‘A few embarrassing facts.’ In 1979, the taxpayer husband and wife founded a company, Knight, which built custom tools and machines. Eventually, the husband and a son used Knight resources to develop a unique machine, CAM/ALOT, and formed another company, Camelot, to take the product to market. The taxpayers’ three sons owned Camelot in equal parts. No contemporaneous documents showed a transfer of the rights to the machines from Knight to Camelot. Knight built the machines and financed the operations of both businesses. The two companies worked out of the same building and shared payroll and accounting services. When the taxpayers hired a major accounting firm for tax advice, the latter prepared tax returns that claimed R&D tax credits for Knight, based on work Knight engineers had done.
In 1994, the taxpayers also retained a well-known law firm for estate planning purposes. Initially, the accountants and the lawyer had differing ideas as to which entity owned the technology and how to pass that value down to the three sons. The attorney set out to construct a narrative in which the value transfer from Knight to Camelot started at the time Camelot was incorporated. When told that real events did not bear out this story, the attorney said that in any history one had “to squeeze a few embarrassing facts into the suitcase by force.” Eventually, the accountants fell in line and the professionals structured a merger based on the premise that no gift tax was due because, on the merger date, Camelot already owned the CAM/ALOT technology. In 1995, the petitioners accepted a 19% interest in the new entity, while the three sons claimed the remaining 81% in equal measure. Effectively, Camelot was valued at four times the value of Knight. Six months later, the merged company was sold for $57 million in cash.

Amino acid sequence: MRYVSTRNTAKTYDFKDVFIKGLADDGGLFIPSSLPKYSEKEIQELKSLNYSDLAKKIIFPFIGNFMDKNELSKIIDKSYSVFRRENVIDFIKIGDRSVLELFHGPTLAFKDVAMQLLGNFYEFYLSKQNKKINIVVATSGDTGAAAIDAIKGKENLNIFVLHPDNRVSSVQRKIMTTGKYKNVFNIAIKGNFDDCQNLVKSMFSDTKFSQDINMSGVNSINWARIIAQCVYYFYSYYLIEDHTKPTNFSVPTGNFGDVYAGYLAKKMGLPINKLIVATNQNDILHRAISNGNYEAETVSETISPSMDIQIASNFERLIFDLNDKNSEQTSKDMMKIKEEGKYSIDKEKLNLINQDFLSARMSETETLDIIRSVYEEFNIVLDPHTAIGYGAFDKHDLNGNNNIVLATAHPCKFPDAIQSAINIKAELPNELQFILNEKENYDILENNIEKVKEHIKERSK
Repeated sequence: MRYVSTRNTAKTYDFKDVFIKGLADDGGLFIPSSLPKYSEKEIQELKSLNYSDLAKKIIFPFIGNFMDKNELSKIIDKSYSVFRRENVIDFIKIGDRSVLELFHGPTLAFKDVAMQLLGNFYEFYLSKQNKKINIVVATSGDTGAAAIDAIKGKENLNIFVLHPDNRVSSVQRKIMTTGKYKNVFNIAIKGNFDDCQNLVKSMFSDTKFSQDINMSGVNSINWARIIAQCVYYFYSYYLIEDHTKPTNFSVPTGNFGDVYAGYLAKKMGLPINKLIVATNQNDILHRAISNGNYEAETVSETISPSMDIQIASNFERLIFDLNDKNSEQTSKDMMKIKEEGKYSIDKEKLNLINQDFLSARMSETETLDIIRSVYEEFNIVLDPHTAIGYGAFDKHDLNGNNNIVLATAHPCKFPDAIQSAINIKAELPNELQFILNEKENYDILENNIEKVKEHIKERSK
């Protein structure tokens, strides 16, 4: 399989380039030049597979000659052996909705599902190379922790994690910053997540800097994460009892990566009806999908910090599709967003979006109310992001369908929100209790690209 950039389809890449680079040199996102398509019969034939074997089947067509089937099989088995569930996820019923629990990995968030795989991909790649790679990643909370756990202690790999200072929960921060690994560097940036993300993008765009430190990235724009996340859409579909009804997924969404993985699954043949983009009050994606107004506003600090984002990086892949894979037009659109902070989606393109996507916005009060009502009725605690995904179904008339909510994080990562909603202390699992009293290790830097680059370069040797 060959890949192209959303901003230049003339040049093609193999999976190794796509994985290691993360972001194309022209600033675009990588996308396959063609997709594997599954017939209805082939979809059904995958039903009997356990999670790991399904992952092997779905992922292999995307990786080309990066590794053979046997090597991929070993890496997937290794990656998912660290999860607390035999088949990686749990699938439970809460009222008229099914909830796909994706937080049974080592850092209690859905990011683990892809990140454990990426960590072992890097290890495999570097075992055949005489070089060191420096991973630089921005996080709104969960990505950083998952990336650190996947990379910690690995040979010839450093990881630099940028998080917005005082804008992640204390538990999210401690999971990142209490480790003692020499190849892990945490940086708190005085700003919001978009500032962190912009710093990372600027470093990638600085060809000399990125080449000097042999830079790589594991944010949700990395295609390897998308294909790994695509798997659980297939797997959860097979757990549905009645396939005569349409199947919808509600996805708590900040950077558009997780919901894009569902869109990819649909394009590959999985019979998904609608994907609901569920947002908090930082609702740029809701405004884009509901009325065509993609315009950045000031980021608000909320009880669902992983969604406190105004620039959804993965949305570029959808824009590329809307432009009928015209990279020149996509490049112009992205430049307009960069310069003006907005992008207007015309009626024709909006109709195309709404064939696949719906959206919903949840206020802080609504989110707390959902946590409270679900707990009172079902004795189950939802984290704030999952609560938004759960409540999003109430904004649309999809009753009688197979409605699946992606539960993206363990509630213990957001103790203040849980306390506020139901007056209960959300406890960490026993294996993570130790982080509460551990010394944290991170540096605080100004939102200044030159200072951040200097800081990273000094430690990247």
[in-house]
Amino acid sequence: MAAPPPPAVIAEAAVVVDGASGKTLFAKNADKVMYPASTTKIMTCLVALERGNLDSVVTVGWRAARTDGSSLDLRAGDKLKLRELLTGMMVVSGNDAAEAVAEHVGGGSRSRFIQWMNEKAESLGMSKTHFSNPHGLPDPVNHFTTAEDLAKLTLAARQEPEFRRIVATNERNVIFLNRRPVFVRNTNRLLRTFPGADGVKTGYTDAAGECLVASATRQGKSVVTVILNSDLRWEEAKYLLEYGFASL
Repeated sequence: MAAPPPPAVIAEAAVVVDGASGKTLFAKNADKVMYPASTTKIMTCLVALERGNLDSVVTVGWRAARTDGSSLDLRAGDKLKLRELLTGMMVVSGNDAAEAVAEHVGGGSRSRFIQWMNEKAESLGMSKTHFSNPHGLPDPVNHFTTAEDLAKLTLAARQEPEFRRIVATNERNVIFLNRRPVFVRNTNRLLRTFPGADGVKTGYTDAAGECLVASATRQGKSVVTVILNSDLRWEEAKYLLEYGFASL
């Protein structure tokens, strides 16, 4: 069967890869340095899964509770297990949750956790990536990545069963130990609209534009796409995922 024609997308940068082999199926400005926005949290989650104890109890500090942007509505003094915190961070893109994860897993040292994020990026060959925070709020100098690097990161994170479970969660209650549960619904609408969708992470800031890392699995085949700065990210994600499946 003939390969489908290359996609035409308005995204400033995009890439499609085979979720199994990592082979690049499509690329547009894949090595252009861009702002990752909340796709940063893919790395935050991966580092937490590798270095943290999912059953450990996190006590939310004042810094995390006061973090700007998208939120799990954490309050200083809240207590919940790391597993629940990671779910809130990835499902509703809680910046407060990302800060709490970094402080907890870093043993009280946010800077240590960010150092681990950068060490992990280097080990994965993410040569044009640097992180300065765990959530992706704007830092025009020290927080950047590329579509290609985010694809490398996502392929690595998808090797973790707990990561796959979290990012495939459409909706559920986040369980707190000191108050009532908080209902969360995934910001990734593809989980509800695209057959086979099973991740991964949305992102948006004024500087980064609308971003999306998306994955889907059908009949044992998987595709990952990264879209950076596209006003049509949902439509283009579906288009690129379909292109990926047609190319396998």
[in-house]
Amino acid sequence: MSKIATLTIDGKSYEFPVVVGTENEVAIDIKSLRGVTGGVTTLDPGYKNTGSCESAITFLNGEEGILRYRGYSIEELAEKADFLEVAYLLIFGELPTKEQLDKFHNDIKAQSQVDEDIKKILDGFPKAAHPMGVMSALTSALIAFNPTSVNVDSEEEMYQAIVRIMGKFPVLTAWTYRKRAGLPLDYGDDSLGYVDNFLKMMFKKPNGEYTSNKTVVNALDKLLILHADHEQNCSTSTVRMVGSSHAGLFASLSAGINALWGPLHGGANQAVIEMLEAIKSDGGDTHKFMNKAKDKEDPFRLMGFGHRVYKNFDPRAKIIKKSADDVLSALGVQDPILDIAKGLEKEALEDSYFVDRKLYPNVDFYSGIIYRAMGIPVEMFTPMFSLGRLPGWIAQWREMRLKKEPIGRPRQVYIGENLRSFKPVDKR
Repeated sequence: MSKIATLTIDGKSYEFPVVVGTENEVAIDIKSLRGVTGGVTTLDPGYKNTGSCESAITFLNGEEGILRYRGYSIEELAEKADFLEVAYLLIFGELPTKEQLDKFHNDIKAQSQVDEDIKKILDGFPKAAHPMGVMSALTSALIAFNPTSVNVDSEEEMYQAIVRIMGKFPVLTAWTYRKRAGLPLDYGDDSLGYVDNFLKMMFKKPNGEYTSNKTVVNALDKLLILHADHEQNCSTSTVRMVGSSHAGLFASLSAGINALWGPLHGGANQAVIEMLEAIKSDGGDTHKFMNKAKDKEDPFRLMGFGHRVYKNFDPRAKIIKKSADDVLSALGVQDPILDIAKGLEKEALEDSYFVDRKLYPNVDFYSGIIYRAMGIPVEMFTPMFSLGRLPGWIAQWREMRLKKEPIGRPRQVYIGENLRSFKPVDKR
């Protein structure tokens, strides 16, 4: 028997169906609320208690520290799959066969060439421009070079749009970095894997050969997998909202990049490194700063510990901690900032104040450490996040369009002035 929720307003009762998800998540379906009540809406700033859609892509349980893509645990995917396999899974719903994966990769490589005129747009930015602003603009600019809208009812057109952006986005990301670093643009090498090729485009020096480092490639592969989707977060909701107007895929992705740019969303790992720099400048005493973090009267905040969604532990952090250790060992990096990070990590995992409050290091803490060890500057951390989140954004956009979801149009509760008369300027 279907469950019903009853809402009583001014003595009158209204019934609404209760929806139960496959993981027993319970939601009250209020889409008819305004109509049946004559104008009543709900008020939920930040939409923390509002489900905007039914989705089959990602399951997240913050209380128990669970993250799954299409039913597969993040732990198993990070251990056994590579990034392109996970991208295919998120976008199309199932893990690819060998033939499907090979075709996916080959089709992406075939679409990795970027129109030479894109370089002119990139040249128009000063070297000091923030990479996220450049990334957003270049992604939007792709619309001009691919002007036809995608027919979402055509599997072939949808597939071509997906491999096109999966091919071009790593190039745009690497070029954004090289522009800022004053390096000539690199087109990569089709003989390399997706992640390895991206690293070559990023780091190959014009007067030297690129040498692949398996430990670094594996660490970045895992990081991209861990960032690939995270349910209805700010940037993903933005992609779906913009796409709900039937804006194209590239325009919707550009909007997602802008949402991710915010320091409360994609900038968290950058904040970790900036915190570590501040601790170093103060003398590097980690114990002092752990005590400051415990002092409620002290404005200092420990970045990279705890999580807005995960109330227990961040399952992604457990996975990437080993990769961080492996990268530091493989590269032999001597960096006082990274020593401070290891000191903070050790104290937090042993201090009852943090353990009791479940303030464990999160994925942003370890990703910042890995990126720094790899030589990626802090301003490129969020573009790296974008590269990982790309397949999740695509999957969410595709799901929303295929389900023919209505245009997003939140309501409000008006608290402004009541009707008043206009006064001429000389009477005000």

Fifteen years later, the IRS issued a deficiency notice claiming the premerger Camelot had zero value and the merger resulted in a roughly $23 million gift from each parent to the sons.